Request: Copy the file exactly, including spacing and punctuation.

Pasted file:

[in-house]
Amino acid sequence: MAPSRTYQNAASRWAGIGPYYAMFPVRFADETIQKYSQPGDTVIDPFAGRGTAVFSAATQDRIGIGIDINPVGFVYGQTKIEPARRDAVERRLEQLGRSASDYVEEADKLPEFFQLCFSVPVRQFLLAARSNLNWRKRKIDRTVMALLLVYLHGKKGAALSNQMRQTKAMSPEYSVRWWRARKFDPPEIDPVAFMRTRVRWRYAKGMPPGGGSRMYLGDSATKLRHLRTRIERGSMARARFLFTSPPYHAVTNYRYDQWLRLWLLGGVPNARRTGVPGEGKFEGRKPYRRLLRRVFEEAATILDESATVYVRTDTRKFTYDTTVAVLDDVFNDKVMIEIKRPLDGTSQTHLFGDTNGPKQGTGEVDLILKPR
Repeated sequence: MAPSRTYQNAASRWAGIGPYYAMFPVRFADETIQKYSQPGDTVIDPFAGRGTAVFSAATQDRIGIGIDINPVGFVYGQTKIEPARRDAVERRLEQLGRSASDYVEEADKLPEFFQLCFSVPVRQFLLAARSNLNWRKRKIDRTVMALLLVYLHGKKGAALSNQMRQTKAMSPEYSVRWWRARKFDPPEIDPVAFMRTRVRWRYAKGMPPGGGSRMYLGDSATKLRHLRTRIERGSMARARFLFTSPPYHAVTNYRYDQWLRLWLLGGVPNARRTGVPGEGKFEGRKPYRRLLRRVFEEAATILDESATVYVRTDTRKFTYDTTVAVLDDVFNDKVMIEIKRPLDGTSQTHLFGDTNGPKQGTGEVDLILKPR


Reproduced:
[in-house]
Amino acid sequence: MAPSRTYQNAASRWAGIGPYYAMFPVRFADETIQKYSQPGDTVIDPFAGRGTAVFSAATQDRIGIGIDINPVGFVYGQTKIEPARRDAVERRLEQLGRSASDYVEEADKLPEFFQLCFSVPVRQFLLAARSNLNWRKRKIDRTVMALLLVYLHGKKGAALSNQMRQTKAMSPEYSVRWWRARKFDPPEIDPVAFMRTRVRWRYAKGMPPGGGSRMYLGDSATKLRHLRTRIERGSMARARFLFTSPPYHAVTNYRYDQWLRLWLLGGVPNARRTGVPGEGKFEGRKPYRRLLRRVFEEAATILDESATVYVRTDTRKFTYDTTVAVLDDVFNDKVMIEIKRPLDGTSQTHLFGDTNGPKQGTGEVDLILKPR
Repeated sequence: MAPSRTYQNAASRWAGIGPYYAMFPVRFADETIQKYSQPGDTVIDPFAGRGTAVFSAATQDRIGIGIDINPVGFVYGQTKIEPARRDAVERRLEQLGRSASDYVEEADKLPEFFQLCFSVPVRQFLLAARSNLNWRKRKIDRTVMALLLVYLHGKKGAALSNQMRQTKAMSPEYSVRWWRARKFDPPEIDPVAFMRTRVRWRYAKGMPPGGGSRMYLGDSATKLRHLRTRIERGSMARARFLFTSPPYHAVTNYRYDQWLRLWLLGGVPNARRTGVPGEGKFEGRKPYRRLLRRVFEEAATILDESATVYVRTDTRKFTYDTTVAVLDDVFNDKVMIEIKRPLDGTSQTHLFGDTNGPKQGTGEVDLILKPR